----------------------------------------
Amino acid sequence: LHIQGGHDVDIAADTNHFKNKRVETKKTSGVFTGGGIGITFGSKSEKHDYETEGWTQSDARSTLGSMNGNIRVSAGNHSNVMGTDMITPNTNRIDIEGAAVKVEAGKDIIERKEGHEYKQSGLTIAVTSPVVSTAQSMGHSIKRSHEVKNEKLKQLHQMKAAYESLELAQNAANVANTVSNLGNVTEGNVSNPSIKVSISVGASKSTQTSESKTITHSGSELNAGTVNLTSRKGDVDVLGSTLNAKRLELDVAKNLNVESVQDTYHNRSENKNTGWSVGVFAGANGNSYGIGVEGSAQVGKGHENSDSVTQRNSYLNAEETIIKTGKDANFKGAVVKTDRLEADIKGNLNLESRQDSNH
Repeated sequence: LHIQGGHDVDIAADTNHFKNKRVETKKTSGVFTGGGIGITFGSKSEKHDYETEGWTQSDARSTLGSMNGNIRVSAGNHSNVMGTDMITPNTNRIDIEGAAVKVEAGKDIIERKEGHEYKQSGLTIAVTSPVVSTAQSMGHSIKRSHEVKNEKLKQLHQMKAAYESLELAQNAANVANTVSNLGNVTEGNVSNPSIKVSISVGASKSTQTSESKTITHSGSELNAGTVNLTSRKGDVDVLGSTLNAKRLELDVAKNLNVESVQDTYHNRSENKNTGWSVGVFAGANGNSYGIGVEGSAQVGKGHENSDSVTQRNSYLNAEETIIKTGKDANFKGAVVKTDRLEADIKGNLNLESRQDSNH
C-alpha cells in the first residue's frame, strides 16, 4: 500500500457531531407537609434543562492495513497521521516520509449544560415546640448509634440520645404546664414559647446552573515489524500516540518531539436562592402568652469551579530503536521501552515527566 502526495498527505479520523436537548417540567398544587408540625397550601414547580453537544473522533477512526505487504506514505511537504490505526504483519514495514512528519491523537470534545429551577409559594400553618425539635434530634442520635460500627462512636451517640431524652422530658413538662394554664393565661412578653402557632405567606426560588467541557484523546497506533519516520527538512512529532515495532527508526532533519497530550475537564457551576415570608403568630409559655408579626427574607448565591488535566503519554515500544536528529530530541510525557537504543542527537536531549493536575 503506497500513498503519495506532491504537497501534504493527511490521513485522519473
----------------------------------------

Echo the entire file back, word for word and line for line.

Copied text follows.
Amino acid sequence: LHIQGGHDVDIAADTNHFKNKRVETKKTSGVFTGGGIGITFGSKSEKHDYETEGWTQSDARSTLGSMNGNIRVSAGNHSNVMGTDMITPNTNRIDIEGAAVKVEAGKDIIERKEGHEYKQSGLTIAVTSPVVSTAQSMGHSIKRSHEVKNEKLKQLHQMKAAYESLELAQNAANVANTVSNLGNVTEGNVSNPSIKVSISVGASKSTQTSESKTITHSGSELNAGTVNLTSRKGDVDVLGSTLNAKRLELDVAKNLNVESVQDTYHNRSENKNTGWSVGVFAGANGNSYGIGVEGSAQVGKGHENSDSVTQRNSYLNAEETIIKTGKDANFKGAVVKTDRLEADIKGNLNLESRQDSNH
Repeated sequence: LHIQGGHDVDIAADTNHFKNKRVETKKTSGVFTGGGIGITFGSKSEKHDYETEGWTQSDARSTLGSMNGNIRVSAGNHSNVMGTDMITPNTNRIDIEGAAVKVEAGKDIIERKEGHEYKQSGLTIAVTSPVVSTAQSMGHSIKRSHEVKNEKLKQLHQMKAAYESLELAQNAANVANTVSNLGNVTEGNVSNPSIKVSISVGASKSTQTSESKTITHSGSELNAGTVNLTSRKGDVDVLGSTLNAKRLELDVAKNLNVESVQDTYHNRSENKNTGWSVGVFAGANGNSYGIGVEGSAQVGKGHENSDSVTQRNSYLNAEETIIKTGKDANFKGAVVKTDRLEADIKGNLNLESRQDSNH
C-alpha cells in the first residue's frame, strides 16, 4: 500500500457531531407537609434543562492495513497521521516520509449544560415546640448509634440520645404546664414559647446552573515489524500516540518531539436562592402568652469551579530503536521501552515527566 502526495498527505479520523436537548417540567398544587408540625397550601414547580453537544473522533477512526505487504506514505511537504490505526504483519514495514512528519491523537470534545429551577409559594400553618425539635434530634442520635460500627462512636451517640431524652422530658413538662394554664393565661412578653402557632405567606426560588467541557484523546497506533519516520527538512512529532515495532527508526532533519497530550475537564457551576415570608403568630409559655408579626427574607448565591488535566503519554515500544536528529530530541510525557537504543542527537536531549493536575 503506497500513498503519495506532491504537497501534504493527511490521513485522519473